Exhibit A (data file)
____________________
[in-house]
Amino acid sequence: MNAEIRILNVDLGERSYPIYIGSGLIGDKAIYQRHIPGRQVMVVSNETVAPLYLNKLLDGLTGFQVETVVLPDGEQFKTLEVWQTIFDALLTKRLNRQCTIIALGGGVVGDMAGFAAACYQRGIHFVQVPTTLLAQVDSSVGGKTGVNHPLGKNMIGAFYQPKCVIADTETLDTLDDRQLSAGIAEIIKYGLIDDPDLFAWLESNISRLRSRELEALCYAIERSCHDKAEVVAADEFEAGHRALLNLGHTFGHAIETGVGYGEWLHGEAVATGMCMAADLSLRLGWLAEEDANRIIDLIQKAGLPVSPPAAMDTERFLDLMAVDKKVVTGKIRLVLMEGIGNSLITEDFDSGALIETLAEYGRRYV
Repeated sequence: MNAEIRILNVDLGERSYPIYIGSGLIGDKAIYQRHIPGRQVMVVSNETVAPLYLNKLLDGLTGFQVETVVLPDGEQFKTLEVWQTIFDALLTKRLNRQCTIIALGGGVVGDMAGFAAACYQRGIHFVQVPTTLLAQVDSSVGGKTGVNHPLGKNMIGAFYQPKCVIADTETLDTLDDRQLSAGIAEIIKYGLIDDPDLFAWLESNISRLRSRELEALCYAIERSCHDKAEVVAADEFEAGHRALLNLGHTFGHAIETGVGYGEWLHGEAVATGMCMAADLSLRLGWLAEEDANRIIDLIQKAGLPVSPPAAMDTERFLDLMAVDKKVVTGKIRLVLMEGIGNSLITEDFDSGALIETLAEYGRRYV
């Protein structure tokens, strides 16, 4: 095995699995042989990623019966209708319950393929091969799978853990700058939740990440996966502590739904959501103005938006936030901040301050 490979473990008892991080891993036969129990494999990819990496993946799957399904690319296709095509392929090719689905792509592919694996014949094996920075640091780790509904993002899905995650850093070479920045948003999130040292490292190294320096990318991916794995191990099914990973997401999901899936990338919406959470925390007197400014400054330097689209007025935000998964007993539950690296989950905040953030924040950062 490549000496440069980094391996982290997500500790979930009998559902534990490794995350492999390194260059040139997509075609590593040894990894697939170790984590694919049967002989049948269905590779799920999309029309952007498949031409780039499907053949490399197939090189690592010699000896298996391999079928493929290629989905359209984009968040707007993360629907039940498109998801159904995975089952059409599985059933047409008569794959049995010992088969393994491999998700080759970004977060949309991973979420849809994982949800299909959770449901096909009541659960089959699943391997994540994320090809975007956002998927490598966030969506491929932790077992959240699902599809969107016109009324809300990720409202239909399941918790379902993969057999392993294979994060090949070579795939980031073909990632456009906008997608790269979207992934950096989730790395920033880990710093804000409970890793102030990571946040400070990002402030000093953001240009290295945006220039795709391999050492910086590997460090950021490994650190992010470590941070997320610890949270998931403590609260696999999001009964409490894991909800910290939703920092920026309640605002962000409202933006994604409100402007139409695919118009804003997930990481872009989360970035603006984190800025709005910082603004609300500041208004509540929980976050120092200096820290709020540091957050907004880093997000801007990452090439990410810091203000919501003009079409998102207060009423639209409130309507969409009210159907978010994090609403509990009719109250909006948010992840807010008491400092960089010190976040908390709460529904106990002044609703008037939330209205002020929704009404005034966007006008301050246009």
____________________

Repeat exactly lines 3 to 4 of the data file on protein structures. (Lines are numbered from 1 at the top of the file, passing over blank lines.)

Repeated sequence: MNAEIRILNVDLGERSYPIYIGSGLIGDKAIYQRHIPGRQVMVVSNETVAPLYLNKLLDGLTGFQVETVVLPDGEQFKTLEVWQTIFDALLTKRLNRQCTIIALGGGVVGDMAGFAAACYQRGIHFVQVPTTLLAQVDSSVGGKTGVNHPLGKNMIGAFYQPKCVIADTETLDTLDDRQLSAGIAEIIKYGLIDDPDLFAWLESNISRLRSRELEALCYAIERSCHDKAEVVAADEFEAGHRALLNLGHTFGHAIETGVGYGEWLHGEAVATGMCMAADLSLRLGWLAEEDANRIIDLIQKAGLPVSPPAAMDTERFLDLMAVDKKVVTGKIRLVLMEGIGNSLITEDFDSGALIETLAEYGRRYV
């Protein structure tokens, strides 16, 4: 095995699995042989990623019966209708319950393929091969799978853990700058939740990440996966502590739904959501103005938006936030901040301050 490979473990008892991080891993036969129990494999990819990496993946799957399904690319296709095509392929090719689905792509592919694996014949094996920075640091780790509904993002899905995650850093070479920045948003999130040292490292190294320096990318991916794995191990099914990973997401999901899936990338919406959470925390007197400014400054330097689209007025935000998964007993539950690296989950905040953030924040950062 490549000496440069980094391996982290997500500790979930009998559902534990490794995350492999390194260059040139997509075609590593040894990894697939170790984590694919049967002989049948269905590779799920999309029309952007498949031409780039499907053949490399197939090189690592010699000896298996391999079928493929290629989905359209984009968040707007993360629907039940498109998801159904995975089952059409599985059933047409008569794959049995010992088969393994491999998700080759970004977060949309991973979420849809994982949800299909959770449901096909009541659960089959699943391997994540994320090809975007956002998927490598966030969506491929932790077992959240699902599809969107016109009324809300990720409202239909399941918790379902993969057999392993294979994060090949070579795939980031073909990632456009906008997608790269979207992934950096989730790395920033880990710093804000409970890793102030990571946040400070990002402030000093953001240009290295945006220039795709391999050492910086590997460090950021490994650190992010470590941070997320610890949270998931403590609260696999999001009964409490894991909800910290939703920092920026309640605002962000409202933006994604409100402007139409695919118009804003997930990481872009989360970035603006984190800025709005910082603004609300500041208004509540929980976050120092200096820290709020540091957050907004880093997000801007990452090439990410810091203000919501003009079409998102207060009423639209409130309507969409009210159907978010994090609403509990009719109250909006948010992840807010008491400092960089010190976040908390709460529904106990002044609703008037939330209205002020929704009404005034966007006008301050246009």